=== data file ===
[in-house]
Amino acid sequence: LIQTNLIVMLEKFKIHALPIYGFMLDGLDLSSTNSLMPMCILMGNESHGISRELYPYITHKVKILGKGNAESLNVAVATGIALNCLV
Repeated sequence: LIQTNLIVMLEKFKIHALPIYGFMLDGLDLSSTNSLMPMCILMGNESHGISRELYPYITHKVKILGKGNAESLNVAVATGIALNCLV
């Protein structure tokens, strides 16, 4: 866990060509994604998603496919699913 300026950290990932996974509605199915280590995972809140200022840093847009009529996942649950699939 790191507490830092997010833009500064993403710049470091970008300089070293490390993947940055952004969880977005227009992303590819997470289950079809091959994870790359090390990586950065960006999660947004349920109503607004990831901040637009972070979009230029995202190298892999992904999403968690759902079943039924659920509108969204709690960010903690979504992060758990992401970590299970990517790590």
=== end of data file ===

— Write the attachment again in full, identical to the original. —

[in-house]
Amino acid sequence: LIQTNLIVMLEKFKIHALPIYGFMLDGLDLSSTNSLMPMCILMGNESHGISRELYPYITHKVKILGKGNAESLNVAVATGIALNCLV
Repeated sequence: LIQTNLIVMLEKFKIHALPIYGFMLDGLDLSSTNSLMPMCILMGNESHGISRELYPYITHKVKILGKGNAESLNVAVATGIALNCLV
């Protein structure tokens, strides 16, 4: 866990060509994604998603496919699913 300026950290990932996974509605199915280590995972809140200022840093847009009529996942649950699939 790191507490830092997010833009500064993403710049470091970008300089070293490390993947940055952004969880977005227009992303590819997470289950079809091959994870790359090390990586950065960006999660947004349920109503607004990831901040637009972070979009230029995202190298892999992904999403968690759902079943039924659920509108969204709690960010903690979504992060758990992401970590299970990517790590």